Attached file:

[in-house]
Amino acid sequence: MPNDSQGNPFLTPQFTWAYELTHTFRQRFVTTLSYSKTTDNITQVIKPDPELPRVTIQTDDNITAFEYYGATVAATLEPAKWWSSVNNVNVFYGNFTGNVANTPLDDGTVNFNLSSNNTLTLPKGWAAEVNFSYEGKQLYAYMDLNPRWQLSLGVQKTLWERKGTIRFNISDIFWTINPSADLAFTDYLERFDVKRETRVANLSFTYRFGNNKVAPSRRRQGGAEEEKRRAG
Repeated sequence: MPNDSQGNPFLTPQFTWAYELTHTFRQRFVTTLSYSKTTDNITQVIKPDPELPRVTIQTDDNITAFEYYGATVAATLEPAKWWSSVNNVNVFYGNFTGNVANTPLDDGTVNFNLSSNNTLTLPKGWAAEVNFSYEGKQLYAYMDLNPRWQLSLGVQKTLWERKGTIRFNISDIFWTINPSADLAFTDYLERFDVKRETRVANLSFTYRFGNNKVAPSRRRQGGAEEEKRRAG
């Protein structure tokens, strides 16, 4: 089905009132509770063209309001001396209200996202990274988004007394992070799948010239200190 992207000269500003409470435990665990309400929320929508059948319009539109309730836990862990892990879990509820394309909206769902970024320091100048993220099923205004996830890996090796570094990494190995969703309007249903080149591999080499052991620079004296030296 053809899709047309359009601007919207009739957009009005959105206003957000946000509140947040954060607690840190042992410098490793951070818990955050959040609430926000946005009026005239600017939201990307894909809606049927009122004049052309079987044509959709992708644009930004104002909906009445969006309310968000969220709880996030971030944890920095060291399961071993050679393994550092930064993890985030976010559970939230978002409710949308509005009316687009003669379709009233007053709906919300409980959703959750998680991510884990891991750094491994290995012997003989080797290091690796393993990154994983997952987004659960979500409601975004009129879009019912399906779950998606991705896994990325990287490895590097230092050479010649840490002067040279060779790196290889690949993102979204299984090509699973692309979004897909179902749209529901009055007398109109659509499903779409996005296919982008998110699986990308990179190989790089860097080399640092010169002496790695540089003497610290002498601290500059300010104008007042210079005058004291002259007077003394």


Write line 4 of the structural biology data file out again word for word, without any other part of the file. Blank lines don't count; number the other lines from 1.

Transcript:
């Protein structure tokens, strides 16, 4: 089905009132509770063209309001001396209200996202990274988004007394992070799948010239200190 992207000269500003409470435990665990309400929320929508059948319009539109309730836990862990892990879990509820394309909206769902970024320091100048993220099923205004996830890996090796570094990494190995969703309007249903080149591999080499052991620079004296030296 053809899709047309359009601007919207009739957009009005959105206003957000946000509140947040954060607690840190042992410098490793951070818990955050959040609430926000946005009026005239600017939201990307894909809606049927009122004049052309079987044509959709992708644009930004104002909906009445969006309310968000969220709880996030971030944890920095060291399961071993050679393994550092930064993890985030976010559970939230978002409710949308509005009316687009003669379709009233007053709906919300409980959703959750998680991510884990891991750094491994290995012997003989080797290091690796393993990154994983997952987004659960979500409601975004009129879009019912399906779950998606991705896994990325990287490895590097230092050479010649840490002067040279060779790196290889690949993102979204299984090509699973692309979004897909179902749209529901009055007398109109659509499903779409996005296919982008998110699986990308990179190989790089860097080399640092010169002496790695540089003497610290002498601290500059300010104008007042210079005058004291002259007077003394």